Bobby has to take on the role of an adult even though he is still a kid himself. The author creates many trials for Bobby, such as learning how to deal with his lost childhood. Angela Johnson displays Bobby coming of age by using symbolism to help show him maturing. For instance, Angela Johnson uses a Game Boy as a symbol of Bobby’s childhood. In the beginning, Bobby reflects on what his mother told him, “My mom says that I didn’t sleep through the night until I was eight years old...She says she used to come into my room, sit cross-legged on the floor by my bed, and play with my Game Boy in the dark” (Johnson 3).
He makes the decisions to sacrifice many things in his life and to move only for the well being of his daughter. Another symbolic object representing Bobby's coming of age is his basketball. When K-Boy asks Bobby to play basketball in the park he almost makes it around the corner but realizes he forgot his child. Bobby runs back to the house and drops everything. "I lay my basketball down and it rolled out the door into the hall toward Mary's room.
This is shown by the senseless murders that the villagers partake in each year. Jackson's story also shows how the world she created relates to the world that we live in. A world in which people continue with ritualized traditions like putting up Christmas trees, and acting with great animosity toward one another. Subtle hints throughout the story, as well as its shocking conclusion, indicate that the villagers' tradition has become meaningless over time, like the traditions that we still follow today. What's particularly important about tradition in The Lottery is that it appears to be eternal, no one knows when it started, and no one can guess when it will end.
Traditions are prevalent, particularly in small towns, like the one in the story, as a way to link families to past generations. The lottery that is held each year concludes with the villagers taking part in a vicious murder. The villagers are not fully aware of the reasons behind the lottery only that it is tradition and it has been taking place for many years. This shows the reality and consequences that come with thoughtlessly following such a bizarre
People are very sentimental about festivals “And such things are very important to our local voters. Had we stopped the Gotmaar this year, for example, the congress party definitely would be sent away in the next elections. (Stone Throwing pg 310)” Tradition could blind people by being destructive and creating victims through social pressure. Shirley Jackson's story ''The Lottery'' portrays an ordinary village with average citizens engaged in a deadly rite, the annual selection of sacrificial a victim by means of a public lottery. Miss Hutchinson who is the victim in the story, by showing the tradition's selfishness results while releasing her from social pressure.
“Bobby Martin had already stuffed his pockets full of stones, and the other boys soon followed his example, selecting the smoothest and roundest stones;...” Before the drawing of the lottery starts the younger boys begin to gather rocks and put them in their pockets. We can infer that the the boys are gathering rocks in which they are going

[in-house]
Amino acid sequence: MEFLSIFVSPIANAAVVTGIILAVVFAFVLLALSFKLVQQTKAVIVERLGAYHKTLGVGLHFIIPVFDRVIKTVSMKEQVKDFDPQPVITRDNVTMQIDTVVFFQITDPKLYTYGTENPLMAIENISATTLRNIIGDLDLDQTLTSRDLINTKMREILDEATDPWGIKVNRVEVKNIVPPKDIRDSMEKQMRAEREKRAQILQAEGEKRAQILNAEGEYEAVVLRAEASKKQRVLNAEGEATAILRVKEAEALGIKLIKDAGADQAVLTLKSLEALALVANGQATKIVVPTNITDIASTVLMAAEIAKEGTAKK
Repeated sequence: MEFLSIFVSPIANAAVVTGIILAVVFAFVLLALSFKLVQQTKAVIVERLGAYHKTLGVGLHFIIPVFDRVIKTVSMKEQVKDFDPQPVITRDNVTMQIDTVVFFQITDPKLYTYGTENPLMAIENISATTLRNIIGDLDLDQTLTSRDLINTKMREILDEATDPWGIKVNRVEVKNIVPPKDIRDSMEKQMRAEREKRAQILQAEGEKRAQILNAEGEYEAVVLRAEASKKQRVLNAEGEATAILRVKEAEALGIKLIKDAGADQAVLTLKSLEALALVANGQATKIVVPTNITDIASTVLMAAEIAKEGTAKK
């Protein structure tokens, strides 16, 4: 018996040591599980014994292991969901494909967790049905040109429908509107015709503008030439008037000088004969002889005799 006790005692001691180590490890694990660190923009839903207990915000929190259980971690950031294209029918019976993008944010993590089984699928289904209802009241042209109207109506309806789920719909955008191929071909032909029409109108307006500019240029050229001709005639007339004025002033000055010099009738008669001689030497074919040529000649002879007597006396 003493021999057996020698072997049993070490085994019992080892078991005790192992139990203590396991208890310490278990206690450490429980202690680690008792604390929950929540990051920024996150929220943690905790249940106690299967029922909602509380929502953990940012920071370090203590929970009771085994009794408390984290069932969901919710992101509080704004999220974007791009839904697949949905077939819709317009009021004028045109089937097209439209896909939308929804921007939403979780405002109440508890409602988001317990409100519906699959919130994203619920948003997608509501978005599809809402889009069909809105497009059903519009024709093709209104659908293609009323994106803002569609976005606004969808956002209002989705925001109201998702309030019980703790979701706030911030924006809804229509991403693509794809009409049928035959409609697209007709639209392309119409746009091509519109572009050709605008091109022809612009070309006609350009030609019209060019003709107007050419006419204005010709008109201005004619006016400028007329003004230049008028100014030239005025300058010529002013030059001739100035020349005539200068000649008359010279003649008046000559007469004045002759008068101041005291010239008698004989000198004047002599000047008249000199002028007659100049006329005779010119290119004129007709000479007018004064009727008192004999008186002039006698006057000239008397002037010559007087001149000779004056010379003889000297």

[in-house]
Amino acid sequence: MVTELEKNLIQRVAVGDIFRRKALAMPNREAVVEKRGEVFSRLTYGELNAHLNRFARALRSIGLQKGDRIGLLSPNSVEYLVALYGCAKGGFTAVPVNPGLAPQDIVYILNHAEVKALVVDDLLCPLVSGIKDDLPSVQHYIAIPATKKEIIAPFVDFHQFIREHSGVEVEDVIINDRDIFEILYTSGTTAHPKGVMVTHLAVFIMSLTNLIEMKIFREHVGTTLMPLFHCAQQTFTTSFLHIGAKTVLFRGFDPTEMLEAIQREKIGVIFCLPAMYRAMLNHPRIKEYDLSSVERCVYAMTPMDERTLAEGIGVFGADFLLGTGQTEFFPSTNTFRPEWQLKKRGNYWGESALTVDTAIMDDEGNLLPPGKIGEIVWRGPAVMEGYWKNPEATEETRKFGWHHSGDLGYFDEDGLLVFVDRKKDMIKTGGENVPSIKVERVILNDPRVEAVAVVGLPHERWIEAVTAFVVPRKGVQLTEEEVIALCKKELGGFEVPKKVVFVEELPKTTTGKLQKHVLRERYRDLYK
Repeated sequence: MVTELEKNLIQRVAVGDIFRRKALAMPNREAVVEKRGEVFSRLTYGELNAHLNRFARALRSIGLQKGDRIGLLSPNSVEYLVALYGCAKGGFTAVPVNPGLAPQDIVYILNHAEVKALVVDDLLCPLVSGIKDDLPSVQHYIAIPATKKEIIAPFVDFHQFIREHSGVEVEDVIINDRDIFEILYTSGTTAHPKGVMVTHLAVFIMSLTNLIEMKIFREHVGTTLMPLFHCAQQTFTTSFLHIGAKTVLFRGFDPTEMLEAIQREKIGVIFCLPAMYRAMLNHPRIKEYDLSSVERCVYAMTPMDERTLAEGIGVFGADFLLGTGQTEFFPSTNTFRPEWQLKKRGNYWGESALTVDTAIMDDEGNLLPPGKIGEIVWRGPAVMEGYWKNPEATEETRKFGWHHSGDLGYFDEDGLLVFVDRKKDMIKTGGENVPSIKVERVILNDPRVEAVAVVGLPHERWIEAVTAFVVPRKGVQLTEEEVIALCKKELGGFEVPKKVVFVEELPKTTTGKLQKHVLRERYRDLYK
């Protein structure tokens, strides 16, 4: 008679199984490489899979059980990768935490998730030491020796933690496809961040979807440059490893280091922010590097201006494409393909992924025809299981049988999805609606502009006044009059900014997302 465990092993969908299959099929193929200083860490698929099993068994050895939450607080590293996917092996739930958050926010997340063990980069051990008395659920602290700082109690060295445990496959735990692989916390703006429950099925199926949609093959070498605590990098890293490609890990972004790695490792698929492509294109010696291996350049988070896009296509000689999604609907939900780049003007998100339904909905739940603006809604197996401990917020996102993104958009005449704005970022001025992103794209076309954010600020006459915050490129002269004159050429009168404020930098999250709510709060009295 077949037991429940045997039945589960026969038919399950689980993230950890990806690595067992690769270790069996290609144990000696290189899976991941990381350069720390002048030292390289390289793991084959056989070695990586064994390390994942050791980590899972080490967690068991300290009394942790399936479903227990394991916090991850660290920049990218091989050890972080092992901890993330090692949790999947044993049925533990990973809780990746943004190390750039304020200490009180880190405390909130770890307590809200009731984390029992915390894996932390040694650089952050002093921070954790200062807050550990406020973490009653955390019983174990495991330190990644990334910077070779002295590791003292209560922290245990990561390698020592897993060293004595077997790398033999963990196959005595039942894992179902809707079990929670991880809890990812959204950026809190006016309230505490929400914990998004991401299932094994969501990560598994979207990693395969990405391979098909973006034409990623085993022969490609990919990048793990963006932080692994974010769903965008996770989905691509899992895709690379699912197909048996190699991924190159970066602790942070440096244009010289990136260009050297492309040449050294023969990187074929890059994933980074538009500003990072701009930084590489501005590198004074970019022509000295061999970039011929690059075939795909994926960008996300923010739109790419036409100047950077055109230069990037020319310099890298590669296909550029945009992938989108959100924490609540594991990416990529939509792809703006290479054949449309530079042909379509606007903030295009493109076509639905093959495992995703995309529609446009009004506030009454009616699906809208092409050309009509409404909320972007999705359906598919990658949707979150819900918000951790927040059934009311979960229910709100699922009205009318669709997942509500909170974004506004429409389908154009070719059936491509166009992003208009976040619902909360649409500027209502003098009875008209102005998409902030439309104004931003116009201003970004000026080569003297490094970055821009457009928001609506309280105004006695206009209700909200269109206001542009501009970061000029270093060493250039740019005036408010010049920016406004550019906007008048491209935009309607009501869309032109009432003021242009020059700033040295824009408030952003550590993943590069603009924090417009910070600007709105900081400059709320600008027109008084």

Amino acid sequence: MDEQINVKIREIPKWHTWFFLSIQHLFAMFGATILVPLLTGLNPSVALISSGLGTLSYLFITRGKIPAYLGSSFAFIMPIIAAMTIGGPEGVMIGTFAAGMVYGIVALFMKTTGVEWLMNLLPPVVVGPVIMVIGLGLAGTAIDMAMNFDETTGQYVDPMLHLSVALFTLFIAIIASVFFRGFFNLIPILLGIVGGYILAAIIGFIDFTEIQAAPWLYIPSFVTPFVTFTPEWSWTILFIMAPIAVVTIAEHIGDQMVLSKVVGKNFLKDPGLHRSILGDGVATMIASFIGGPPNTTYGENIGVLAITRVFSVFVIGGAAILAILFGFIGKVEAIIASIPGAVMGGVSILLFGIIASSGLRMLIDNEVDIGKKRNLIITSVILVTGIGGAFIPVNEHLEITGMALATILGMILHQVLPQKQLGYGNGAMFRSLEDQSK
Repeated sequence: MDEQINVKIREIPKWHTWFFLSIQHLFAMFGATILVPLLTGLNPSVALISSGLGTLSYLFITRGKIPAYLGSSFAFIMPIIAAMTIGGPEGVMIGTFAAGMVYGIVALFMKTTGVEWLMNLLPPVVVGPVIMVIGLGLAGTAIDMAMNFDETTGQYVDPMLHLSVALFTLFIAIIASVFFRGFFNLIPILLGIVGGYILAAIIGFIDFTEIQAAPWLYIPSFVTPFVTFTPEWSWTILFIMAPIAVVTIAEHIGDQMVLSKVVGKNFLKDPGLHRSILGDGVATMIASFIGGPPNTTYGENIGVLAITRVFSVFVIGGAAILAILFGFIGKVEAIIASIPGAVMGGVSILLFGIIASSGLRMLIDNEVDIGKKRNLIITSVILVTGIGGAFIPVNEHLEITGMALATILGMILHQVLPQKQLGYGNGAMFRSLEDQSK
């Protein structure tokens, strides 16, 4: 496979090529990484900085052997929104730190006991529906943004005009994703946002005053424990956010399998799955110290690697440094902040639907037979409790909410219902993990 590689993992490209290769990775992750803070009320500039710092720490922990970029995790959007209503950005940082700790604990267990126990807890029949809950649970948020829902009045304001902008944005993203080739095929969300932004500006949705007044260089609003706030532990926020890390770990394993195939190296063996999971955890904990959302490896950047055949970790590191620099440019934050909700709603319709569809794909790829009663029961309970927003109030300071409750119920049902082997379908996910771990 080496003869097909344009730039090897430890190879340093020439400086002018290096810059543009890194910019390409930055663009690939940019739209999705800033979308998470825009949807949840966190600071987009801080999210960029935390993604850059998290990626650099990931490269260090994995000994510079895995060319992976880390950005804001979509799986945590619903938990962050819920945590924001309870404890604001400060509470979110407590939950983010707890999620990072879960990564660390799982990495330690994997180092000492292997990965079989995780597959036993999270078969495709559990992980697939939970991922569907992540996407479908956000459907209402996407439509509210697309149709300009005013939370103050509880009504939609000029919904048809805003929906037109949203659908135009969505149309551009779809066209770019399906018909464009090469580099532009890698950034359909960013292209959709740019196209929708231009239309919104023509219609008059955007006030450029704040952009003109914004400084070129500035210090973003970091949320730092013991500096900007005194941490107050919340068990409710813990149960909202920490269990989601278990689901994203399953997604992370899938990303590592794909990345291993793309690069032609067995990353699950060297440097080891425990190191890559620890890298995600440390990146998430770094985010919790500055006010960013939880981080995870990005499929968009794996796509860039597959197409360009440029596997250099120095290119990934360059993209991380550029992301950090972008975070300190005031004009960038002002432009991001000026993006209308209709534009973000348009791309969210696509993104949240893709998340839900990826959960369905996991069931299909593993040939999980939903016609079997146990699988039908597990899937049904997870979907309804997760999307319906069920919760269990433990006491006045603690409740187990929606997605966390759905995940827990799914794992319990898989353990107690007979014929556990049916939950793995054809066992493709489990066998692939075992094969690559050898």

Although the village believes that they are progressing forward, one see that the village is actually reverting back to the rituals of the past, without questioning that ritual may not be ideal for their village anymore, seen when Jackson explains, “Although the villagers had forgotten the ritual and lost the original black box, they still remembered to use stones” (Jackson 425). The stones have another meaning because they are the “most ancient of sacrificial weapons” (Nebeker 102), leading one to see the importance of the use of rocks for the
Both, “Totem” and “The Lottery” are heavy examples of conformity, the importance of tradition and how tradition blinds people. These story's take place in the 20th century but have very different beliefs about tradition. In each story their symbolism theme and irony are greatly influenced by conformity and tradition. In both stories they have strong symbols of tradition that have different characteristics. In the stories they have objects that symbolize their tradition.
I think this because from first page to the last the author states that they had lost the black box and the people of the village had to make a new one which would probably offset the original tradition. During the middle of the book I think because there are many instances that happen where it shows that people are doing this for know reason. It shows this when there are people talking about that how other towns had stopped doing the ritual or tradition. There where a los fights between younger and older people “Old Man Warner snorted. "Pack of crazy fools," he said.
The author Shirley Jackson wrote “The Lottery;” a village conducts an inhumane lottery to pick out one individual. The quote unquote “winner,” in this case, Mrs. “Tessie” Hutchinson, gets stoned heartlessly to death by all the 300 villagers, including her kin. This lottery began as a ceremony long ago to choose a villager to be sacrificed to Earth in exchange for a large harvest. Now, it became an annual tradition, a tradition that is too deep to be changed. According to the most elderly man in the village, “Old Man Warner:” “‘Lottery in June, corn be heavy soon.’” (p.22 l.260-261) The first villagers created the lottery to acquire a heavy harvest.